Whatever the reason, the BJP is out to extract maximum mileage out of a sensitive issue like Kashmir all over again, at a time when the governing Congress is finding the going tough. To the opposition’s glee, Prime Minister Manmohan Singh is turning out to be a monumental disaster. The World Bank-trained economist with impeccable credentials has had the rare distinction of presiding over some of the biggest corruption scams in the nation’s history, squandering all the good will the Congress had generated under Sonia Gandhi.

Kashmir remains on Hindutva’s radar for the very same reasons that it has doggedly refused to acknowledge all these years. Even as the BJP and company refuse to acknowledge the special status of the Himalayan state and all the promises we made to the Kashmiris when they decided to join India after the independence, they end up training the global spotlight on the K conundrum with these shenanigans.

Where were these patriots when Kashmir was burning until recently? Throughout last year, the state was rocked by fierce protests that were not just against governments in Srinagar and Delhi and security forces, they were a vote against all that has been visited on the state in the past six decades or so. In the last quarter century, Kashmir has lost nearly a hundred thousand people to this never ending siege within. Thousands of men, both young and old, have simply vanished. Tens of thousands of Kashmiri Pandits have been living in refugee camps in Delhi and elsewhere for years.

In the recent protests demanding the withdrawal of omnipresent security forces, more than a hundred youths, some as young as 13, died in police firing. Even if those boys were hurling stones at the security forces, how do we justify such lethal use of force against civilians? Protests are not unusual in other parts of India. But nowhere else in the country do the troops open fire on a crowd of protesters. The reality is, even as we Indians proclaim Kashmir to be an “integral part” of India, we seldom view the Kashmiris as part of the mainstream.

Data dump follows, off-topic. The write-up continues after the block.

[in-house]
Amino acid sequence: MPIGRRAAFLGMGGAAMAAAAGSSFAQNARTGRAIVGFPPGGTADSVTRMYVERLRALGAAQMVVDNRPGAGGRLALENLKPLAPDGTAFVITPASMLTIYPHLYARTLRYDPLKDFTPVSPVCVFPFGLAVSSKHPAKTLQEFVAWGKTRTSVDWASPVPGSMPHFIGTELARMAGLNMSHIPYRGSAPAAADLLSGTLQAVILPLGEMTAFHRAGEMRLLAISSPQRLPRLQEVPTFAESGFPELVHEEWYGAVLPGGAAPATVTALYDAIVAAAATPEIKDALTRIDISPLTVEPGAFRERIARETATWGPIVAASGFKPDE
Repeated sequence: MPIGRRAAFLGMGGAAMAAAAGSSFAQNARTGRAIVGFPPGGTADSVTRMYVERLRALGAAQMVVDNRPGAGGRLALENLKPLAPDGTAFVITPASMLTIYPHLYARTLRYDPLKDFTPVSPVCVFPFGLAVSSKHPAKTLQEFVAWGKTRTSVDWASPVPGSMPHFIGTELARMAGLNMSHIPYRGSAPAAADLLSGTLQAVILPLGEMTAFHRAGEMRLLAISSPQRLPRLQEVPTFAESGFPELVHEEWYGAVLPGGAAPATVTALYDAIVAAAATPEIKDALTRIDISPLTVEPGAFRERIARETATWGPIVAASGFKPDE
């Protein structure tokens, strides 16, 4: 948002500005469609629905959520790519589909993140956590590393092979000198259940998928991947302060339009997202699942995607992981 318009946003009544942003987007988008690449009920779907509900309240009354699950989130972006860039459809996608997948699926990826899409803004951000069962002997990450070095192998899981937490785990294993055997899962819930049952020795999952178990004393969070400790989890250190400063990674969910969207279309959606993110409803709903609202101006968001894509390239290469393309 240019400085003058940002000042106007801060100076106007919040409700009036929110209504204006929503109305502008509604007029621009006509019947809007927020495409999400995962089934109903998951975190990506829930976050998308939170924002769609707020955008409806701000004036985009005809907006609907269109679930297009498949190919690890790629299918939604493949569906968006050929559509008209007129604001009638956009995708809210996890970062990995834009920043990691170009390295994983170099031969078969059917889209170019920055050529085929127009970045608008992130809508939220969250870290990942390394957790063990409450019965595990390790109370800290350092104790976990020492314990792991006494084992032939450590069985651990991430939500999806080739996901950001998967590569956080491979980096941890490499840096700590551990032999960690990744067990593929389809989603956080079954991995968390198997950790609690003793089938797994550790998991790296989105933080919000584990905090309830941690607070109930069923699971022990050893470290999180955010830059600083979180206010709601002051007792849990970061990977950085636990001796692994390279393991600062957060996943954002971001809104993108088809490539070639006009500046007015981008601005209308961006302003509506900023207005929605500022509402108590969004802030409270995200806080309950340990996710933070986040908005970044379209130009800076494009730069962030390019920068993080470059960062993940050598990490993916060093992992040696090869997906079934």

For the Sangh fanatics and much of the establishment, Kashmir is merely a prized piece of territory that we must protect at any cost from the devious designs of Pakistan and the ISI. The Kashmiri people were never part of this scheme of things. As Siddharth Varadarajan wrote in The Hindu this week, this approach is the product of a mindset that considers Kashmir to be terra nullius, an empty landscape to be coveted and possessed rather than a land with a people and soul who have as much right to a life with dignity as those elsewhere in the country do.

But I think this is less about Kashmir and more about the skewed worldview of the Hindutva clan, which wants to paint this melting pot of a nation with myriad identities and voices in its own color. Now everyone is entitled to his/her views and beliefs and change the world according to them. The trouble arises only when you tend to accomplish this at gunpoint, as our Taleban comrades once did — and the Hindutva forces have been doing all these years. In this idea of India, there’s no place for nonconformity or cultural and ideological diversity.

This will not go on forever though. India is not the country it used to be, say when the Hindu extremists held the entire country to ransom with their temple-mosque politics. India and Indians as a nation have moved on. Today, they have little patience for those who not only remain handcuffed to history, they want the rest of the country to sleepwalk back into the past. Globalization and the unprecedented economic empowerment of middle classes, and those trying to catch up fast, have transformed the country and its outlook. India has truly arrived and is enjoying its new exalted status. It will not tolerate anyone who tries to spoil the party by dividing Indians along narrow religious and sectarian lines.


Aijaz Zaka Syed is a Dubai-based writer who has written extensively on the Middle East and South Asia. He may be contacted at

The above article first appeared in

Saudi Arabia's leading English daily Arab News.